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Why are parties in Tamil Nadu against 10% quota?

February 02, 2019 06:32 pm | Updated 06:33 pm IST

What is their stand?

The 103rd Constitution Amendment, through which the Centre has introduced a 10% quota for the economically weaker sections among communities that do not enjoy any other form of reservation, has drawn near universal opposition from almost all major parties in Tamil Nadu. When it was introduced as the 124th Constitution (Amendment) Bill in Parliament, the AIADMK, the ruling party in the State, and considered to be friendly towards the BJP, spoke out against it in both Houses of Parliament. Its MPs walked out during the vote. Kanimozhi, DMK MP, moved a motion to refer the Bill to a select committee, but it was defeated. R.S. Bharathi, organising secretary of the DMK, has challenged the amendment in the Madras High Court. The Viduthulai Chiruthaigal Katchi (VCK), an ally of the DMK, has moved the Supreme Court against it. D. Veerasekaran, an advocate who belongs to the Dravidar Kazhagam, has also approached the High Court.

Why is there such opposition?

Tamil Nadu is a pioneer in providing reservation in employment and education as a social justice measure. Its backward classes reservation history goes back to 1921. For historical and ideological reasons, therefore, the concept of social justice in the State is anchored firmly in the belief that reservation is a tool to ameliorate the conditions of sections of society that had been discriminated against in the past and that had suffered deprivation of employment and educational opportunities on account of their social backwardness. Here, reservation is seen not merely as an exception to the equality clause in the Constitution, but is considered an important and essential component of equality. In other words, equality acquires deeper meaning only if social injustices of the past are undone through preferential treatment for backward classes and other affirmative action programmes.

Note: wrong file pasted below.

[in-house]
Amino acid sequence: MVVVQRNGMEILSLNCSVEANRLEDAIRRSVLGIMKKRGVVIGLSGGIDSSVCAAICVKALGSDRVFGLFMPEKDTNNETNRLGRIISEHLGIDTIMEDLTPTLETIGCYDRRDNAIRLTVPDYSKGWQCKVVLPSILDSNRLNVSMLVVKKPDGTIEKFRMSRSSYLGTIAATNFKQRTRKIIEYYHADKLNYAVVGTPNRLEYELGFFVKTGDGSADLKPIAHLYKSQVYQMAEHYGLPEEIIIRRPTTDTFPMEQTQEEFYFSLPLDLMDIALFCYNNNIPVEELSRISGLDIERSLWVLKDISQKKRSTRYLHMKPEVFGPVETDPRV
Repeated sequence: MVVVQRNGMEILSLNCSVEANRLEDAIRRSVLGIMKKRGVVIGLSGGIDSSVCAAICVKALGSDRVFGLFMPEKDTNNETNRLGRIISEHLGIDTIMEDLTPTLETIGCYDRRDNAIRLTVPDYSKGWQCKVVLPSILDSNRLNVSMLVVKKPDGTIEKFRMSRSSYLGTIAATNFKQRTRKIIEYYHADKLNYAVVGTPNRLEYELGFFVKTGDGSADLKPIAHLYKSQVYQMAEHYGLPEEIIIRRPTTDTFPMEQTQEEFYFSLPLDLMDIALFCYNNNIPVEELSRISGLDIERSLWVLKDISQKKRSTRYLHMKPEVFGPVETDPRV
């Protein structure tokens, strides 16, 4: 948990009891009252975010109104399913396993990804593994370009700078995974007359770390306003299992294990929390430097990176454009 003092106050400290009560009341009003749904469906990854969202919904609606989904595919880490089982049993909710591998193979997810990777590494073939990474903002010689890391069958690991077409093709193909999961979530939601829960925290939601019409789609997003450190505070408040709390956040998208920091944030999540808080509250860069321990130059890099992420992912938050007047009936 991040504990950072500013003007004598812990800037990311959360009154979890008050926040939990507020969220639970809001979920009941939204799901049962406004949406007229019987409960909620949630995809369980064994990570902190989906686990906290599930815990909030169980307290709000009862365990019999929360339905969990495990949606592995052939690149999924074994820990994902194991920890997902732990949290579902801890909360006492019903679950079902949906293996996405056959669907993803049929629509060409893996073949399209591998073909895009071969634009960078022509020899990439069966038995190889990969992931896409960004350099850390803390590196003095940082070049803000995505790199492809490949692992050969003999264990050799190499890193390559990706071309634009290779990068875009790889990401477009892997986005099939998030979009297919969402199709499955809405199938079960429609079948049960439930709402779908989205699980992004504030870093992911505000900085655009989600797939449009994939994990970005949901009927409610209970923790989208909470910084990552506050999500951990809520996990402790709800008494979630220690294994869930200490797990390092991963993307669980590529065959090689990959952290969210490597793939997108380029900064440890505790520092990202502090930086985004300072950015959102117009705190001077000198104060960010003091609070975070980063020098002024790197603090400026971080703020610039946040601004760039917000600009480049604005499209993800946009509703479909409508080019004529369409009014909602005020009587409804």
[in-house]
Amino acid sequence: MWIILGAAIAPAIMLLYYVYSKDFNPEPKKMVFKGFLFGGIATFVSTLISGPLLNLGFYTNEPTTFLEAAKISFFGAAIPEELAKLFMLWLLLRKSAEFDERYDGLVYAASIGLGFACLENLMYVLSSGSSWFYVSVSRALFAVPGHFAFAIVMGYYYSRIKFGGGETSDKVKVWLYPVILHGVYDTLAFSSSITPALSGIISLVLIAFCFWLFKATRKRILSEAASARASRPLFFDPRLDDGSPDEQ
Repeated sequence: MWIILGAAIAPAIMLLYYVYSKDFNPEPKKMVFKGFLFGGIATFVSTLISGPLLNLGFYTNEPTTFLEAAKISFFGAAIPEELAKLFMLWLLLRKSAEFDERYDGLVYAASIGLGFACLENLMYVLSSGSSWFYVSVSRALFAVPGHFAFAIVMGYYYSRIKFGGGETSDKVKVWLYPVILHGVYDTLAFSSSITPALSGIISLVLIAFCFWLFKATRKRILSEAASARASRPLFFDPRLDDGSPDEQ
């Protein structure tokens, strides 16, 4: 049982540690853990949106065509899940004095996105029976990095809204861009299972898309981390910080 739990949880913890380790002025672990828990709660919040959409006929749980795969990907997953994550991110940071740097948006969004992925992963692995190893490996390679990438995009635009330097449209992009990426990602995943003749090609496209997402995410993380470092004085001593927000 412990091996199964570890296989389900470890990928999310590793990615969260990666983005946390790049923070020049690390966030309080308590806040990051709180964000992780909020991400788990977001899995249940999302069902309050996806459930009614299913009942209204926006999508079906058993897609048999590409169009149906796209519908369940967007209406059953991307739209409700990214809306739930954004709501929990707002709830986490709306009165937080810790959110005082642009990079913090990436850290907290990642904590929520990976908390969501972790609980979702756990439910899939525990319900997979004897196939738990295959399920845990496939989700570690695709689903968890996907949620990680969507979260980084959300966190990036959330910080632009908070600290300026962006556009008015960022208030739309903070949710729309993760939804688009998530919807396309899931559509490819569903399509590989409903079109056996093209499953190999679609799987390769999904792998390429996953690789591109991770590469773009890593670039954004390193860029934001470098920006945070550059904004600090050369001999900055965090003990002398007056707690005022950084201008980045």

What are their principal objections?

The first and foremost objection to the 10% reservation for the economically poor in other classes is that it cannot be used as a poverty alleviation measure. The amendment to the Constitution to add an enabling provision for extending quotas on economic grounds is seen as a perversion of the idea of social justice. So far, only social and backwardness and educational backwardness were valid grounds for reservation. Many in Tamil Nadu believe economic disadvantage among sections of the advanced castes can be addressed through other measures such as job creation, provision of scholarships and financial concessions. However, carving out a quota among government jobs and educational opportunities cannot be a just solution. One principal reason is that a family’s economic condition is variable, whereas social status based on caste or community cannot change. Someone getting a new job, a promotion or an additional breadwinner in the family may result in a change in a person’s economic status. On the other hand, the social disability caused by being born in a particular caste cannot be easily undone.

Are there any other apprehensions?

Yes, there are fears that this will lead to shrinking of opportunities for those already enjoying reservation. A significant section of the population is already covered by the State’s total reservation of 69% for the Scheduled Castes, the Scheduled Tribes, the backward classes, the most backward classes and denotified communities.

The backward class quota has a sub-quota for backward class Muslims and the Scheduled Caste reservation has a sub-quota for Arundhatiyars, considered the worst-off among the Scheduled Caste. All of them are eligible to contest on merit under open competition too. The open quota may now come down by 10%. Further, there are fears the courts may insist on the 50% judicial cap on total reservation, and may order a cut in the caste-based quotas to accommodate the economic quota.

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